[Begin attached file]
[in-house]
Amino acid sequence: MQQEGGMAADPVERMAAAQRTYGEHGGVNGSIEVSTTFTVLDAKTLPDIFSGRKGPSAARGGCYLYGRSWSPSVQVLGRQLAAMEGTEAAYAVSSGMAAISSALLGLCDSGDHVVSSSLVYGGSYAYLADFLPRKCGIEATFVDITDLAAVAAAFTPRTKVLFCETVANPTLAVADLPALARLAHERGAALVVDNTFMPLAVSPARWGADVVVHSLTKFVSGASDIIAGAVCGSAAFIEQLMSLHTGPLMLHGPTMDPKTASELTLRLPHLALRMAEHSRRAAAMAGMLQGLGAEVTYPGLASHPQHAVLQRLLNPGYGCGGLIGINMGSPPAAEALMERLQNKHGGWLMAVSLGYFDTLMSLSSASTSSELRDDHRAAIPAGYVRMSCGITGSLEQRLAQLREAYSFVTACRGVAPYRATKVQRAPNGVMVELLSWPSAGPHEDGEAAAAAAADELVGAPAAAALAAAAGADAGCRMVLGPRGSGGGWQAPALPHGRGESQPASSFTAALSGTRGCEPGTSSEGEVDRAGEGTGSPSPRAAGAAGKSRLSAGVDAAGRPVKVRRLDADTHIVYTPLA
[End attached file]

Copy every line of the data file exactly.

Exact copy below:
[in-house]
Amino acid sequence: MQQEGGMAADPVERMAAAQRTYGEHGGVNGSIEVSTTFTVLDAKTLPDIFSGRKGPSAARGGCYLYGRSWSPSVQVLGRQLAAMEGTEAAYAVSSGMAAISSALLGLCDSGDHVVSSSLVYGGSYAYLADFLPRKCGIEATFVDITDLAAVAAAFTPRTKVLFCETVANPTLAVADLPALARLAHERGAALVVDNTFMPLAVSPARWGADVVVHSLTKFVSGASDIIAGAVCGSAAFIEQLMSLHTGPLMLHGPTMDPKTASELTLRLPHLALRMAEHSRRAAAMAGMLQGLGAEVTYPGLASHPQHAVLQRLLNPGYGCGGLIGINMGSPPAAEALMERLQNKHGGWLMAVSLGYFDTLMSLSSASTSSELRDDHRAAIPAGYVRMSCGITGSLEQRLAQLREAYSFVTACRGVAPYRATKVQRAPNGVMVELLSWPSAGPHEDGEAAAAAAADELVGAPAAAALAAAAGADAGCRMVLGPRGSGGGWQAPALPHGRGESQPASSFTAALSGTRGCEPGTSSEGEVDRAGEGTGSPSPRAAGAAGKSRLSAGVDAAGRPVKVRRLDADTHIVYTPLA